Peter Berghammer

David Thomas, CEO at Evident, is an accomplished cybersecurity entrepreneur. He has a history of introducing innovative technologies, establishing them in the market, and driving growth – with each early-stage company emerging as the market leader.

What’s clear by now is that most taxpayers should have received their rebate checks, as part of the economic stimulus package. What’s not is what impact the rebates will have on retail. The general consensus is that consumers will either bank their checks or use them to pay for everyday essentials, like food, gas and credit payments. In the past, recipients of government refunds or rebates have shown little appetite to park those payments in a savings account. There’s little hard evidence to support claims that consumers have changed their habits. U.S. citizens have a long and lousy record in the personal

As we enter the opening months of 2008, many CE retailers and manufacturers are taking a hard look at their product promotion budgets. A larger part of that budget is being aimed at product placement on movies and television programs, something that in the past had been too difficult or expensive for all but the tier-one bands. But the broad product range needed by the movie and television industries has lured retailers such as Macy’s and manufacturers such as Plantronics with premium product placements in prominent films such as “Mission Impossible” and TV series such as “America’s Next Superhero.” What CE retailers and

The Hollywood writer’s strike that began last month is a remarkable event in that its success or failure depends on both sides understanding the nature of digital content, especially its monetization. Unlike the writer’s strike nearly 20 years ago, this one is noteworthy because it’s rooted in the economics of digital media. While the earlier strike led to the widespread adoption of cable TV and the birth or reality shows, the stakes are much higher since it involves digital distribution, broadband and digitally packaged entertainment. Due to the cause of this strike—residual payments to writers once a show has been converted to DVD and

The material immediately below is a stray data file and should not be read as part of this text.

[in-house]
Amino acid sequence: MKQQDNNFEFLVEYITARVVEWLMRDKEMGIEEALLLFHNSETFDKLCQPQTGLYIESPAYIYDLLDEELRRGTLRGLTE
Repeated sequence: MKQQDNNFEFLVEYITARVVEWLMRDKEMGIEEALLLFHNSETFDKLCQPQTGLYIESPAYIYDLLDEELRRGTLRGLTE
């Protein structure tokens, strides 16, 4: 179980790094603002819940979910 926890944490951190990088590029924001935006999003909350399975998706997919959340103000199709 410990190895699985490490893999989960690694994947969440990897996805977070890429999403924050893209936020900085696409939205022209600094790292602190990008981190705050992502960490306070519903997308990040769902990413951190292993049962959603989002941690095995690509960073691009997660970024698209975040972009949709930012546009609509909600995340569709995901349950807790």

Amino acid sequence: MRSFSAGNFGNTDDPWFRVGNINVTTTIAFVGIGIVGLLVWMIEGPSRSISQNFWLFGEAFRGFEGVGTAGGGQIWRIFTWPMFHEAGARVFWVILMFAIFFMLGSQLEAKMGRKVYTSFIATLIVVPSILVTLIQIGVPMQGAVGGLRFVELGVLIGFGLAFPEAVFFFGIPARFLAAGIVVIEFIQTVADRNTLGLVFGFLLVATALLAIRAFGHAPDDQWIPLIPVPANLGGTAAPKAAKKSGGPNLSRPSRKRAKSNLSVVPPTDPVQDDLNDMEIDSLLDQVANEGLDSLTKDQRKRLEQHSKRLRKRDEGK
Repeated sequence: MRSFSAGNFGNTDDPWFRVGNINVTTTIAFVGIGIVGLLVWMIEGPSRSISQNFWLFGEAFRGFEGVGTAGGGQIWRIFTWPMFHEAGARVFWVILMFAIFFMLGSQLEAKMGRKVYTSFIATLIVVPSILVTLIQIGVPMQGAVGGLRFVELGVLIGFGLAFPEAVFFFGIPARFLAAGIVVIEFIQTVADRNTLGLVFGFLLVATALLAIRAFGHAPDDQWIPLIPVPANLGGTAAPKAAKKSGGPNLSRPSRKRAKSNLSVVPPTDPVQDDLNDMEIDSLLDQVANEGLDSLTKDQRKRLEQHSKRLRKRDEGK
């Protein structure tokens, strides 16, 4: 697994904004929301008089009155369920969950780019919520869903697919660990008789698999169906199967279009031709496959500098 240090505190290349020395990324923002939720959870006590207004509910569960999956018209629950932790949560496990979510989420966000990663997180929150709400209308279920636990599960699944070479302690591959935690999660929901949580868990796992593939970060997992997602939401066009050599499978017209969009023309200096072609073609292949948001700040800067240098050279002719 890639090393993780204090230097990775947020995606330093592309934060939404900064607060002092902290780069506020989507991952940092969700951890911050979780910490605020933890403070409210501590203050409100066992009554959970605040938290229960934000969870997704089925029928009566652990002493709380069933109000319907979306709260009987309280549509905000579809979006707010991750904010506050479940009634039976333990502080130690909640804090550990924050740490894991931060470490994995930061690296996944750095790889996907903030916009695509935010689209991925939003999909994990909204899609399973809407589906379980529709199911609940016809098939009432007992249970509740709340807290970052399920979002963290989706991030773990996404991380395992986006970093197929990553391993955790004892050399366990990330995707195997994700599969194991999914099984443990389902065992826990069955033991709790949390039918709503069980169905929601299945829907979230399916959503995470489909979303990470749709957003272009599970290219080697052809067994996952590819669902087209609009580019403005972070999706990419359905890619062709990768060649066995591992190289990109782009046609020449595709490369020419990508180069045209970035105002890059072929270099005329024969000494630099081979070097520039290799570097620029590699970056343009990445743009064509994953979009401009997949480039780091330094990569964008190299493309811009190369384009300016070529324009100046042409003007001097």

This is shaping up as a good year for venture capitalists. Not since 1999—what seems like an eternity before the Internet bubble burst in 2001—has the outlook been quite as positive for raising new capital. While funding for traditional business remains steady, the flurry of activity in the Web 2.0 sphere is extraordinary. Retailers and manufacturers should keep an eye on the investments being made in this space, since they could greatly affect the way you, your partners and your customers conduct business. The two areas that have seen the most action in 2006 and 2007 are social networking and advertising. Metadata handlers DoubleClick and

As first quarter numbers indicate, last year’s economic boom in China continues unabated. Analysts are now debating how China will handle such factors as inflation, trade imbalances and foreign currency reserves. They are also speculating what moves may be next to slow down the Chinese economy and prevent a hard landing. These moves reflect the importance of China’s integration within the world economy. China’s economic resurgence has widely been credited with helping the economies of Southeast Asian countries such as Japan, Vietnam, India and South Korea, rebound from prolonged doldrums. As seen by the recent drop in the Chinese stock markets and the sudden

The subprime lending crises and rising gas prices are sending alarms throughout the general markets. But before we lose our heads with worry over how those dynamics will affect the consumer electronics industry, it’s wise to keep a calm eye on some of the fundamental choices being made by the Federal Reserve. Those choices will deeply impact consumer sentiment through the next two quarters. Consumer sentiment has now moved into a six-month low driven by concerns over wage gains, rising prices and a mixed economic outlook for the remainder of the year. Driven in no small part by rising gasoline prices and an apparent

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